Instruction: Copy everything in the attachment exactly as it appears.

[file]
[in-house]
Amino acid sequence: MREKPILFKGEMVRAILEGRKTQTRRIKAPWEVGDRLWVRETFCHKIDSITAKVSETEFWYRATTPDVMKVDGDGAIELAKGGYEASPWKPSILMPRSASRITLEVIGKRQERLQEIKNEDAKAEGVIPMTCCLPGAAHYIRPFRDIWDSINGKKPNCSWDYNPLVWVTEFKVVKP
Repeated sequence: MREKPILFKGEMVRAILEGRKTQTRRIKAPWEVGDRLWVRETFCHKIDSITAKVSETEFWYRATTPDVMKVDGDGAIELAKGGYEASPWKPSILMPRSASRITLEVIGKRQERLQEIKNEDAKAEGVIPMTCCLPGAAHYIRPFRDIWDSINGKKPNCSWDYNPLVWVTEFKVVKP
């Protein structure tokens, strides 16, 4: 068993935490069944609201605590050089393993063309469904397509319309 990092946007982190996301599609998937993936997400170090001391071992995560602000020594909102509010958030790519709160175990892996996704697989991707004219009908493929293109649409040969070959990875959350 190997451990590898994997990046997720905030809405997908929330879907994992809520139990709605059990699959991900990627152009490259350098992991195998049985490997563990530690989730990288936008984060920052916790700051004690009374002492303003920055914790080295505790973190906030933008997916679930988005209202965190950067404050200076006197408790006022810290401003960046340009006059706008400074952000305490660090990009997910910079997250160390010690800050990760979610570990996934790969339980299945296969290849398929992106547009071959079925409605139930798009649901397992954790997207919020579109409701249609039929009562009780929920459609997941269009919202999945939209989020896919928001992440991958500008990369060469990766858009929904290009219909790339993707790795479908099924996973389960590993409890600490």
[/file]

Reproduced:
[in-house]
Amino acid sequence: MREKPILFKGEMVRAILEGRKTQTRRIKAPWEVGDRLWVRETFCHKIDSITAKVSETEFWYRATTPDVMKVDGDGAIELAKGGYEASPWKPSILMPRSASRITLEVIGKRQERLQEIKNEDAKAEGVIPMTCCLPGAAHYIRPFRDIWDSINGKKPNCSWDYNPLVWVTEFKVVKP
Repeated sequence: MREKPILFKGEMVRAILEGRKTQTRRIKAPWEVGDRLWVRETFCHKIDSITAKVSETEFWYRATTPDVMKVDGDGAIELAKGGYEASPWKPSILMPRSASRITLEVIGKRQERLQEIKNEDAKAEGVIPMTCCLPGAAHYIRPFRDIWDSINGKKPNCSWDYNPLVWVTEFKVVKP
């Protein structure tokens, strides 16, 4: 068993935490069944609201605590050089393993063309469904397509319309 990092946007982190996301599609998937993936997400170090001391071992995560602000020594909102509010958030790519709160175990892996996704697989991707004219009908493929293109649409040969070959990875959350 190997451990590898994997990046997720905030809405997908929330879907994992809520139990709605059990699959991900990627152009490259350098992991195998049985490997563990530690989730990288936008984060920052916790700051004690009374002492303003920055914790080295505790973190906030933008997916679930988005209202965190950067404050200076006197408790006022810290401003960046340009006059706008400074952000305490660090990009997910910079997250160390010690800050990760979610570990996934790969339980299945296969290849398929992106547009071959079925409605139930798009649901397992954790997207919020579109409701249609039929009562009780929920459609997941269009919202999945939209989020896919928001992440991958500008990369060469990766858009929904290009219909790339993707790795479908099924996973389960590993409890600490």